Fourth, God called, elected, and declared that Israel as a people were to be a kingdom( Exod 19:6 ).Moses emphatically declared they were chosen because of no merit of their own. God choseIsrael to be his covenant/kingdom people because he loved them with a gracious love ( Deut 7:7 ). Israel,however, had its responsibilities placed before it. The people had to acknowledge andexhibit in the totality of their lives that God was their one and only King. No other godswere to be recognized as their sovereign ruler or as their source of life and itsinclusive blessings. Israel was to know itself as a theocracy under the reign of God. Assuch they were called to be royal, loving, obedient, serving people.
Israel had the duty, according to God's purposes, to demonstrate to itself, itschildren, its non-Israelite neighbors living within Canaan's borders, and surroundingnations, how, as a redeemed, covenantal serving people, they should live as a theocratickingdom. This could only be done by faithfully carrying out the three creation covenantmandates: the spiritual, the social, and the cultural.
The spiritual mandate called for loving fellowship with God and an adoring worship thatwould glorify the sovereign covenant Lord. Fellowship and worship were to be carried outin families (e.g., Passover, Exod 12 ) butparticularly in the courts of the tabernacle and temple. The people, old and young, wereto be called together, and as an assembly were to pay homage to their Lord. Means for theassembly's worship were prescribed. The tabernacle and later the temple, giving symbolicand typological expression to the the covenant promise, "I am your God, I am withyou, " was to be the central place of worship ( Deut 12:1-14 ).Moses later told the people they could assemble for worship around local altars at whichpriests officiated ( Deut 12:15-19 ).Yahweh provided the priesthood and the prescribed sacrifices to enable the assembly toworship as a devout kingdom people. Some sacrifices were to be offered daily ( Lev 6:1-8 ), othersat appropriate times (feasts or for specific situations); the Sabbath was to be the day ofno work but to be the time of worship for the entire assembly. God repeatedly reminded hispeople that they were not to assemble around and worship other gods because he was ajealous Lord ( Deut4:15-24 ; 13:1-18 ).Nor were the people to worship as they saw fit ( Deut 12:8 ); theywere to keep the basic principles for obeying and carrying out the spiritual mandate asthese were stated in the first four commandments.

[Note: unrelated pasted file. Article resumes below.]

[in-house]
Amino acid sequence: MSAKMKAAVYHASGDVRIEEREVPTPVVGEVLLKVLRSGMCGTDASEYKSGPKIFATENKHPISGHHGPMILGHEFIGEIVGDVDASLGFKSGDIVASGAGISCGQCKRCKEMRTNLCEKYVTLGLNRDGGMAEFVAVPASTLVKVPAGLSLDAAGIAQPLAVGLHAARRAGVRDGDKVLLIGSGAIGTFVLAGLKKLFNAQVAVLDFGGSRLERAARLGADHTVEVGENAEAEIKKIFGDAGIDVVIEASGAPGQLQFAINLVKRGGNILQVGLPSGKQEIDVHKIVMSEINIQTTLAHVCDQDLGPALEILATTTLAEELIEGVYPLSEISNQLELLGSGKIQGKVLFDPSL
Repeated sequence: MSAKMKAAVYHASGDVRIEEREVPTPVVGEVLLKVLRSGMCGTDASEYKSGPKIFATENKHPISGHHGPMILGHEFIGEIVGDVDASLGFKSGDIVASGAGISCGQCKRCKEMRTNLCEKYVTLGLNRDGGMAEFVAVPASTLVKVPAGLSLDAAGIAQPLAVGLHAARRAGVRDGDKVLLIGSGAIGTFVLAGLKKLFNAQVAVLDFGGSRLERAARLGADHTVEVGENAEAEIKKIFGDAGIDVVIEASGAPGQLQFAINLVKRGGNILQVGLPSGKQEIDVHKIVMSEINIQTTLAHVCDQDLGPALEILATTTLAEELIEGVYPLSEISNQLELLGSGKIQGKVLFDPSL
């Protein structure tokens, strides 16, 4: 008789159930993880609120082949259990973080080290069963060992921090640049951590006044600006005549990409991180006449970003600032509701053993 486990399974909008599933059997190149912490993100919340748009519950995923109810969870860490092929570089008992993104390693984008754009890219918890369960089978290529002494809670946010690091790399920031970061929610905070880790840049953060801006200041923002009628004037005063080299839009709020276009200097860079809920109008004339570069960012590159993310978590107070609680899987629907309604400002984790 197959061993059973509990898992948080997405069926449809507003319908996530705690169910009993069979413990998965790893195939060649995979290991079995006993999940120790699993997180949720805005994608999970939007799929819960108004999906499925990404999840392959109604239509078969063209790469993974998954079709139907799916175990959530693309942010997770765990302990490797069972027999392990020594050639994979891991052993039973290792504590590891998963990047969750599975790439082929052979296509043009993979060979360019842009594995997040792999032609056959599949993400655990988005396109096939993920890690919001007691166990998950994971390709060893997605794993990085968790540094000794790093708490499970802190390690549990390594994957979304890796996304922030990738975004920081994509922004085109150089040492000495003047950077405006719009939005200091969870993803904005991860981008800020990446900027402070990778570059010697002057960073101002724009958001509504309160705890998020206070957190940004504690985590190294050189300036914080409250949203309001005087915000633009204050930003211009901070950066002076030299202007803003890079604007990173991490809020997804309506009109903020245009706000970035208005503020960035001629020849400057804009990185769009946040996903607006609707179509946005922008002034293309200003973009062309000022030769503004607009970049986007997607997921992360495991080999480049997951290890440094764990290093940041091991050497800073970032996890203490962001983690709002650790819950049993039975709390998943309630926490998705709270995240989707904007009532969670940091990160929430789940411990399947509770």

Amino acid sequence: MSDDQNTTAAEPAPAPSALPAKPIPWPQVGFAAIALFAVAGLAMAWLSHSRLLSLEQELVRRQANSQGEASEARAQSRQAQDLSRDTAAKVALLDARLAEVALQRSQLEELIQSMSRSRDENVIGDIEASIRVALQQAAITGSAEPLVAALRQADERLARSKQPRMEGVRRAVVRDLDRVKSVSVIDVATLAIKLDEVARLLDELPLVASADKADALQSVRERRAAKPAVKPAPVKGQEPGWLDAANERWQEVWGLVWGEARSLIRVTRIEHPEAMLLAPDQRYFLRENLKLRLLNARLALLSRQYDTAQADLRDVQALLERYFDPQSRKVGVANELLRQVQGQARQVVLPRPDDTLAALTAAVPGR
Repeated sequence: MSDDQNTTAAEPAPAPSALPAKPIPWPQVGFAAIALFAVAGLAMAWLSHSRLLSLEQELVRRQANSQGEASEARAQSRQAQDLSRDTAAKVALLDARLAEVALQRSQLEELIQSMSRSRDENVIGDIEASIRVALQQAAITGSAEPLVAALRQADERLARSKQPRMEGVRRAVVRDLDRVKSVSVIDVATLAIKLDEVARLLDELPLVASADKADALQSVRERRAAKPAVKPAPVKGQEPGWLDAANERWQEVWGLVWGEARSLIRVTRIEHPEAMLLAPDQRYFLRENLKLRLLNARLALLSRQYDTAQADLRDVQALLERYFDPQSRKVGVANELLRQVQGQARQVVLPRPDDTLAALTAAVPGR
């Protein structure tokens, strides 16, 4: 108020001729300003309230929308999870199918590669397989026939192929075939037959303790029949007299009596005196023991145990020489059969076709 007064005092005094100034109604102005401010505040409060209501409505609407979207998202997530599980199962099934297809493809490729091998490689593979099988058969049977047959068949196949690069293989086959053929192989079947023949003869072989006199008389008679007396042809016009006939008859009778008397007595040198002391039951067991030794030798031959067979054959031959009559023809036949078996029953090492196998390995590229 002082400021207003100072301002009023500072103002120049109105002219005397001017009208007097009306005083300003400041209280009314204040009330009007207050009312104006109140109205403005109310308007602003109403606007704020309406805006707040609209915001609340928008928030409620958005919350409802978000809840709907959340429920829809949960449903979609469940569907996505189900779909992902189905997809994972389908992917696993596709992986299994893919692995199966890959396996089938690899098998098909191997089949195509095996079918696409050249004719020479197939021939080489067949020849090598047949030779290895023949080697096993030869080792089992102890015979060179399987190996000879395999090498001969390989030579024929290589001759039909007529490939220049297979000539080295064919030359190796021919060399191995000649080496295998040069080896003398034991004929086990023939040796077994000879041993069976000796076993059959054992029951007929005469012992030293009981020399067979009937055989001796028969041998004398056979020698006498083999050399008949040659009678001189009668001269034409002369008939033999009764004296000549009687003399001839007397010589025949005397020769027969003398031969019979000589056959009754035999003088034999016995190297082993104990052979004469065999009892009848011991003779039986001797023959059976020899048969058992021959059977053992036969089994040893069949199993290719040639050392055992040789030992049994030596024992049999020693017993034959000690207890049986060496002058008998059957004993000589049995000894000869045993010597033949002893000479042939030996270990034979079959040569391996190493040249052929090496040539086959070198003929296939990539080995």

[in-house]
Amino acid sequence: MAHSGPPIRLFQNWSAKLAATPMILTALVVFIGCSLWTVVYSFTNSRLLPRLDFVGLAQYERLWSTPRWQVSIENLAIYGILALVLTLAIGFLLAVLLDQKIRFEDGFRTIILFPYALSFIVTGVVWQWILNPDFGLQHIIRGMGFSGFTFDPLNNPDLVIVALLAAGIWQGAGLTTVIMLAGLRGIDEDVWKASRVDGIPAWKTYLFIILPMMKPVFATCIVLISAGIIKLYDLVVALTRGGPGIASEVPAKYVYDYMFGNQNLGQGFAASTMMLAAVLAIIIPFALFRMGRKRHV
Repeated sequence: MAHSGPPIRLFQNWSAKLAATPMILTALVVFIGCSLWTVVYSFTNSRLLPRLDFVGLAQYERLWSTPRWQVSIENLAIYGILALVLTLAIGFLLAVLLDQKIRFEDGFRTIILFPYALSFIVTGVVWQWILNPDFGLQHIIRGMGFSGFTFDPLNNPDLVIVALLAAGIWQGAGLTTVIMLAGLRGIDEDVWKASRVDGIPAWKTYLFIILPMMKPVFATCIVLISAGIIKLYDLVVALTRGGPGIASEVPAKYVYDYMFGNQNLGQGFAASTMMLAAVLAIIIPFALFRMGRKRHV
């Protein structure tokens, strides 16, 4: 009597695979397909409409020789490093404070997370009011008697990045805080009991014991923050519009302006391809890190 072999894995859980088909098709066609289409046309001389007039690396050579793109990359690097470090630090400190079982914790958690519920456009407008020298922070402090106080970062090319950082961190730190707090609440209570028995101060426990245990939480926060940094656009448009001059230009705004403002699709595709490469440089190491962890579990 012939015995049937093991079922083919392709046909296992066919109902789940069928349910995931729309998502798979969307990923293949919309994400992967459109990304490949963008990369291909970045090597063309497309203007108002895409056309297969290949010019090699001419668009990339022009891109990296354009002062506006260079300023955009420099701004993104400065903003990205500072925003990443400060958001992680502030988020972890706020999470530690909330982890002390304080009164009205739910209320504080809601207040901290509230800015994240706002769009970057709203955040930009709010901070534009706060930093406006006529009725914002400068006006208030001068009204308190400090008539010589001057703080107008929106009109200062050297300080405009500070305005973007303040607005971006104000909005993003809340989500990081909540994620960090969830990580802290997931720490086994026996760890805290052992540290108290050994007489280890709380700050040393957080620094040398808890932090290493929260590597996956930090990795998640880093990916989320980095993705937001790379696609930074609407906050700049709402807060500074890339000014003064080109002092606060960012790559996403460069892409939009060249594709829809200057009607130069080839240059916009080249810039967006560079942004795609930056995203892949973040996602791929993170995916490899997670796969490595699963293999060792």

God called Israel as a covenant community to live and exhibit kingdom life to theworld. Israel was to obey and carry out the creation covenant social mandate. Commandments5-7 provided basic guidelines. Within the community, family life was to be fundamental;parents were to teach, train, and discipline their children ( Deut 6:4-9 ; Psalm 78:1-8 ).Children were to respond to parents with honor and dignity. Marriage with noncovenantpeople was strictly forbidden ( Deut 7:1-6 ).However, those who were not biological descendants of Abraham could be taken as mates ifthey became members of the Israelite community. Procreation was to be considered a divineordinance for thus seed would come forth to continue covenantal service within thetheocracy. Abuse of sexual potential was strictly forbidden as was adultery.
Israel as a holy nation was to exhibit the kingdom of God to the world by heeding andcarrying out the creation covenant cultural mandate. Prerequisites were their activitiesas a worshiping assembly and their communal life expressed by their mutual love and joy inmarriage, family, clan, and entire covenant community. God's purpose for Israel as a holynation was that they be totally separated from heathen practices spiritually, socially,and culturally and be consecrated to their sovereign Lord who had commanded "Be holybecause I, the Lord your God, am holy" ( Lev 19:2 ). Israel,the holy nation, was to be organized politically. Yahweh was their sovereign King. Eldersand judges had to carry out administrative and judicial duties; priests had to assistparticularly in regard to health laws.
Israel, to meet the challenge of being a holy, politically organized, governed, andlaw-abiding nation, was called to live separately among the nations. God gave them Canaanas their land, not first of all for their own advancement and enjoyment but to enableIsrael to serve as the mediatorial nation in the midst of the nations. Each tribe and clanwas given an inheritance from which they were to remove all Canaanite inhabitants so thatthey could live without unholy pressures and truly be free to live up to God's purposesfor them. Israel was promised prosperity but these material blessings were to be receivedas means to serve. Thus, as good stewards, they could develop and beautify their naturalsurroundings and with skill produce materials that would enhance the beauty of theirenvironment. The tabernacle and temple were examples of highly developed culturalcraftsmanship.
Fifth, to work out his purposes for the world under sin, God chose Israel to be hiscovenantal servants who were to live by faith and demonstrate it to the nations. Noah andAbraham exercised faith as did many others ( Heb 11 ). This faithincluded knowing the Lord, trusting in him, and living a life of courage and hope. Thisfaith was inseparable from obedience to all of God's revealed will. Through obedienceIsrael would exhibit to its offspring and neighbors what service to God entailed. Indeed,the life of faith, obedience, and service would fulfill the purposes God had in mind andrevealed to them. In this way, Israel would serve mediatorially as a messianic people andin time bring forth the Messiah himself, receive and give to the world God'sinscripturated word, and show that the kingdom of God included all of life's activitiesand relationships.